This brings me to the most important point in defense of the movie: the greatness of grand gestures.
One of the movie’s “disturbing lessons about love,” Orr writes, is that “the principal barrier to consummating a relationship is mustering the nerve to say, ‘I love you’—preferably with some grand gesture—and that once you manage that, you’re basically on the fast track to nuptial bliss.”
He’s right that relationships don’t become permanent and perfect just because someone says “I love you.” But the movie recognizes this—take Lincoln’s confession of love to Knightley, for example. More importantly, it recognizes the hand-wringing nervousness that comes from confessing care, and from having an all-consuming crush on another person, as a real and authentic part of romantic love.
Lewis agrees. “The event of falling in love is of such a nature that we are right to reject as intolerable the idea that it should be transitory,” he writes. Becoming fascinated with someone else is so exciting, so nerve-racking—it’s “the total agony of being in love,” observes Brodie-Sangster, quite a wise 11-year-old.
On the most basic level, this is why I love Love Actually and, I think, it's part of why people are drawn to romantic movies in the first place: the excitement and power of demonstrations of love. None of the movie’s characters manages to pull off a Hollywood-perfect version of this. Hugh Grant, who plays Britain’s prime minister, gets caught kissing one of his staffers, played by Martine McCutcheon, on stage at her nephew’s Christmas play. Colin Firth proposes to his former house cleaner, Lúcia Moniz, in grammatically sketchy Portuguese. Martin Freeman’s character meets Joanna Page’s character while they’re working as body doubles on the set of a soft-core porn movie, yet he fumbles their first kiss after he finally asks her out on a date. These scenarios are messy, awkward, and often hilarious, but they are also winning, because they make the universe seem ever-so-slightly more wondrous.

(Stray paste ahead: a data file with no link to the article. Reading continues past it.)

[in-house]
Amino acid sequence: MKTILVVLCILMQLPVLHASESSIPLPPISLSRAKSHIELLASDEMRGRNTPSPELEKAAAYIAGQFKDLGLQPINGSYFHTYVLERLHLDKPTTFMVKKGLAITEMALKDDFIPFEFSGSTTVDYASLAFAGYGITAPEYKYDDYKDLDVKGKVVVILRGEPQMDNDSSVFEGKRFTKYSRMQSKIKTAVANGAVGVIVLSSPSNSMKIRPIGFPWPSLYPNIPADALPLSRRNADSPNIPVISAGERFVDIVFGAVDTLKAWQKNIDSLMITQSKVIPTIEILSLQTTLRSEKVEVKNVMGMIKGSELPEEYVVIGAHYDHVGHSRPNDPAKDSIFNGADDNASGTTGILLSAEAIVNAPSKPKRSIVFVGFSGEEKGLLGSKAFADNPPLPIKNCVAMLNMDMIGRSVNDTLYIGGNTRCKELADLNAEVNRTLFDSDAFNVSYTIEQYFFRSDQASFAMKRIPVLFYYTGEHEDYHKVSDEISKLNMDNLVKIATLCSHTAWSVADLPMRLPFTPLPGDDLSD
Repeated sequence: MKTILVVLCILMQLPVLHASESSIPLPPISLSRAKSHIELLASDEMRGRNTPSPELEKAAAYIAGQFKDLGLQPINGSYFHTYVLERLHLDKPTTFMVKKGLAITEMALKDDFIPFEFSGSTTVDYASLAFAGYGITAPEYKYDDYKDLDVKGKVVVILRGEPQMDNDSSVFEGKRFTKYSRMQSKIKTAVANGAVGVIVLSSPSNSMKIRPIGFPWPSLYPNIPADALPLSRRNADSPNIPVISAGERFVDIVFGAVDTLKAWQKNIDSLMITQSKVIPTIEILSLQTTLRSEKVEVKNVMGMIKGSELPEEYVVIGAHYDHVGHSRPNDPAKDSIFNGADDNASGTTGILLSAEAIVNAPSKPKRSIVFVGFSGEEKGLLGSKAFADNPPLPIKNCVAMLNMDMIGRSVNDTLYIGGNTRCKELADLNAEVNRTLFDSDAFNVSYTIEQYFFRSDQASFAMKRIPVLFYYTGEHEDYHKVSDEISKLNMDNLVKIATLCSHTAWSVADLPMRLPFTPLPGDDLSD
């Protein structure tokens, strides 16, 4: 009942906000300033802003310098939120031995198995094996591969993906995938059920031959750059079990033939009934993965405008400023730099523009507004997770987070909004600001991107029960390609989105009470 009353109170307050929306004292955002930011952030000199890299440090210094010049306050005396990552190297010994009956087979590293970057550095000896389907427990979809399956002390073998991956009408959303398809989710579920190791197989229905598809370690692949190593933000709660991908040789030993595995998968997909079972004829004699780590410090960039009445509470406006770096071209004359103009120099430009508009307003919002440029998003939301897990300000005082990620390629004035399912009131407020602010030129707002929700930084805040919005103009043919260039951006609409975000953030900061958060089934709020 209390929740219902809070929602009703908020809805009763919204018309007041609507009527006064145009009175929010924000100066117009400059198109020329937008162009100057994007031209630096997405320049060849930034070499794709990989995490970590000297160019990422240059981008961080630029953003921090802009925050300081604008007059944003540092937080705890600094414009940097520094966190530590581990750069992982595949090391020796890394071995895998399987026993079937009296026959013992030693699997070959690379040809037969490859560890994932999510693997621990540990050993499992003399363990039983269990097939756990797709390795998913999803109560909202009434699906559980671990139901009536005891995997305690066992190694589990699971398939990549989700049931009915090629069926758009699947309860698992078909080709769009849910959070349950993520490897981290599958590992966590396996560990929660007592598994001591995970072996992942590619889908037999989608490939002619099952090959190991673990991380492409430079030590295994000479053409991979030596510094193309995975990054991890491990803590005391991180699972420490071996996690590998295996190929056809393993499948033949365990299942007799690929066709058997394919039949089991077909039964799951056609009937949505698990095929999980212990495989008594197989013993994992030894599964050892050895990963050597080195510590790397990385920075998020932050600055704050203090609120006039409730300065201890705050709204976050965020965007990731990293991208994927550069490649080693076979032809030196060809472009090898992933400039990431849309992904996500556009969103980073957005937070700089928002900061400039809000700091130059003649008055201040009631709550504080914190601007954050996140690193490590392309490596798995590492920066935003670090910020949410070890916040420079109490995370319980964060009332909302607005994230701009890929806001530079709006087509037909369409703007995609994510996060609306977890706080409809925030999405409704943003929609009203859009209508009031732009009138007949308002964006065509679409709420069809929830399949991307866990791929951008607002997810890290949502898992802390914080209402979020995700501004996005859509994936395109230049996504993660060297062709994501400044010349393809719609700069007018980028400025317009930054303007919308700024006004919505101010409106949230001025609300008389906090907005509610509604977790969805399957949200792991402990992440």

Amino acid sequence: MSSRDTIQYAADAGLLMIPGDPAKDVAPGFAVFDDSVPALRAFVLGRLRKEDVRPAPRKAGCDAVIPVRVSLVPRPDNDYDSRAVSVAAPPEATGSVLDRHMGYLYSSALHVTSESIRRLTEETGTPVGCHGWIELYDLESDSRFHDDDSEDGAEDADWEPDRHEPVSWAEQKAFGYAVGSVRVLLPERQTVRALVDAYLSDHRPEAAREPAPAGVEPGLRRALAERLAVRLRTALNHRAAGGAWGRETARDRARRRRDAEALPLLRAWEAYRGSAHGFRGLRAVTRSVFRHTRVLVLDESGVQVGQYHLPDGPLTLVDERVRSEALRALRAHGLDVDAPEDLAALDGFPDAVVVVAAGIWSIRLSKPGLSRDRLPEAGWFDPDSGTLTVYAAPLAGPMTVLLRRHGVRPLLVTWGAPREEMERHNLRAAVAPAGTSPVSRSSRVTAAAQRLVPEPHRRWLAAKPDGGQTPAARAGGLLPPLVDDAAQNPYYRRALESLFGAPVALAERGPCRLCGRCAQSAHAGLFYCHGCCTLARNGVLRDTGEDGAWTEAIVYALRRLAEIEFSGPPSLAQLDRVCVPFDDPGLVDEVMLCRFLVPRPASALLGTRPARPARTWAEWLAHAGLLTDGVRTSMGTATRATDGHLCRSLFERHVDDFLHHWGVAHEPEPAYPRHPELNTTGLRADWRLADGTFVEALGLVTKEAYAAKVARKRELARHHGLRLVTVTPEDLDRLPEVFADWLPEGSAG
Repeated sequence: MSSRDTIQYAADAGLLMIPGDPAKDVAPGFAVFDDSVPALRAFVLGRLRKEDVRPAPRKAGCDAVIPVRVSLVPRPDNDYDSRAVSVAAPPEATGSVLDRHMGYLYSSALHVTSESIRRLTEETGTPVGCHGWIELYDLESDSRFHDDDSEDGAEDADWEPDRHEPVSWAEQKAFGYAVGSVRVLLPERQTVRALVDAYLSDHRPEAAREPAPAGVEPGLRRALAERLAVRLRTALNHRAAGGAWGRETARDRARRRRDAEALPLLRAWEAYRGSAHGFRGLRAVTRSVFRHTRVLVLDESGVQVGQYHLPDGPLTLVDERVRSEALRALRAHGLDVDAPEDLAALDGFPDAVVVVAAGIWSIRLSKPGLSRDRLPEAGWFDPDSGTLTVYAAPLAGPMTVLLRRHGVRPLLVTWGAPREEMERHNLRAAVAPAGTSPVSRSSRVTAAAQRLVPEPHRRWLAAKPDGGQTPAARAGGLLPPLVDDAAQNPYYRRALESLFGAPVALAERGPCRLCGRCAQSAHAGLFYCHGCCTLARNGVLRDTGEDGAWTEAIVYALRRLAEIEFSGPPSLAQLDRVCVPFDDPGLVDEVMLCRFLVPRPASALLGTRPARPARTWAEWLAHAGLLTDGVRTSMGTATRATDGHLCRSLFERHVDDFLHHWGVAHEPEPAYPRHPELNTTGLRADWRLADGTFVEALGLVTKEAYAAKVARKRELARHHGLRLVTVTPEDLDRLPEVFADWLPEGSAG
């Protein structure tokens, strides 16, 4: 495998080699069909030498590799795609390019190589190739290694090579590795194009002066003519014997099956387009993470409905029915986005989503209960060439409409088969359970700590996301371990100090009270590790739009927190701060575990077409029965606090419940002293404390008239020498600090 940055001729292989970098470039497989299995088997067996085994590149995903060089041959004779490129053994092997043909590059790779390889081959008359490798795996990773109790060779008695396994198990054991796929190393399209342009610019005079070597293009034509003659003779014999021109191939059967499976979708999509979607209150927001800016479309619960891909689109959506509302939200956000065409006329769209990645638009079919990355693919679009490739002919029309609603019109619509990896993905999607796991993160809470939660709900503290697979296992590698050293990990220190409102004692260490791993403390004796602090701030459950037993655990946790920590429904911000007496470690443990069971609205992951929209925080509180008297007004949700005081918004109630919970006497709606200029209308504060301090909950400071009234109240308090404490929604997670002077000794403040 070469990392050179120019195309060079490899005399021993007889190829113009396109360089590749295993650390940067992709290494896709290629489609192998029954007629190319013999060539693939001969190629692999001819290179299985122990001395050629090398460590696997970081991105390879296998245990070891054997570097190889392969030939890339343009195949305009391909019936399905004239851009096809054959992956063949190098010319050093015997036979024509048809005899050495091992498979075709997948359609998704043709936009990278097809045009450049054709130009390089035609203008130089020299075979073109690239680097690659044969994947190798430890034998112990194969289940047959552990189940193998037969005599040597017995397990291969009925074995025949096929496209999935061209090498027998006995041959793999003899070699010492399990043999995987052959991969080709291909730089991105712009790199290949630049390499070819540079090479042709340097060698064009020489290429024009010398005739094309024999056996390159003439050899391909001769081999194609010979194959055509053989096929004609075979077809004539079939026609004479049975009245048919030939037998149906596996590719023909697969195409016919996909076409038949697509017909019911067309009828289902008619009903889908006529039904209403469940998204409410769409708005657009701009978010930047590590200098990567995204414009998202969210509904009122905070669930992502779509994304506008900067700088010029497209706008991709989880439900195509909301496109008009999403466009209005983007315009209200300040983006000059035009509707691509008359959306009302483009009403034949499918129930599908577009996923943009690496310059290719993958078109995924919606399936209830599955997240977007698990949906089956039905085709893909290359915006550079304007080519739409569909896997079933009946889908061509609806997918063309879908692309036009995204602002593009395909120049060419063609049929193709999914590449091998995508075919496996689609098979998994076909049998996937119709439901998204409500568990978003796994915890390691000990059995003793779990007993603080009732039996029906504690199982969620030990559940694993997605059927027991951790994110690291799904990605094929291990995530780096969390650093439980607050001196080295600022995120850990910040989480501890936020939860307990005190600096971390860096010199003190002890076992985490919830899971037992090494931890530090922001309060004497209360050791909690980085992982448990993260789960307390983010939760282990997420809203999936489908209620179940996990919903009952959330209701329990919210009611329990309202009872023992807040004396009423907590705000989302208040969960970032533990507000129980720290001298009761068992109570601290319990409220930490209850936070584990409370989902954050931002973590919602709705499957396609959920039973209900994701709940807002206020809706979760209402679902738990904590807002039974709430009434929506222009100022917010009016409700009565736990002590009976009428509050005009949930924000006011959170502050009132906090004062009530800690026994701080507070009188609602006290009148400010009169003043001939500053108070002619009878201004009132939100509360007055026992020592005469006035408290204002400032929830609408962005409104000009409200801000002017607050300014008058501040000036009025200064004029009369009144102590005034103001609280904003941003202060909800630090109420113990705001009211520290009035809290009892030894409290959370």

If the real world is not like this, then perhaps it’s the real world that needs to change—we’d be better off if there were more grand gestures. These are moments that remind of how special life really is: The gesturer gets the thrill of delighting someone they care about; the recipient feels as though they are uniquely worth of someone’s affections; and bystanders believe that, one day, they too might find the high heights of enthusiastic, whirlwind love. Especially at Christmas time, when new snow and Mariah Carey and the smell of pine make the world seem magical even for Jews like me, big expressions of feeling should be applauded, not condemned—and perhaps that’s why Love Actually has been declared a “‘classic’ holiday film.”
For those keeping score on the C.S. Lewis front, you’ll notice I’ve only mentioned three loves, not four. That’s because charity, the fourth love, is where the “Christian apologist” part of Lewis’s work becomes unavoidable: The three “natural loves” of affection, friendship, and eros cannot equal or replace the loving relationship we experience with God, he says. Any argument I could make for applying this concept to Love Actually would be total bullshit, so for now, let’s stick with three.
But I think three loves do the trick. Love Actually is not solely romantic, but it’s also not un-romantic. Although it may have flaws, these imperfections probably make it more romantic, because they make it more true to the complicated nature of love in real life. I refuse to be shamed into taking my Netflix and bowl of Honey Bunches of Oats and retreating into my bedroom to watch the movie in secret. C.S. and I will enjoy our annual viewing with pride.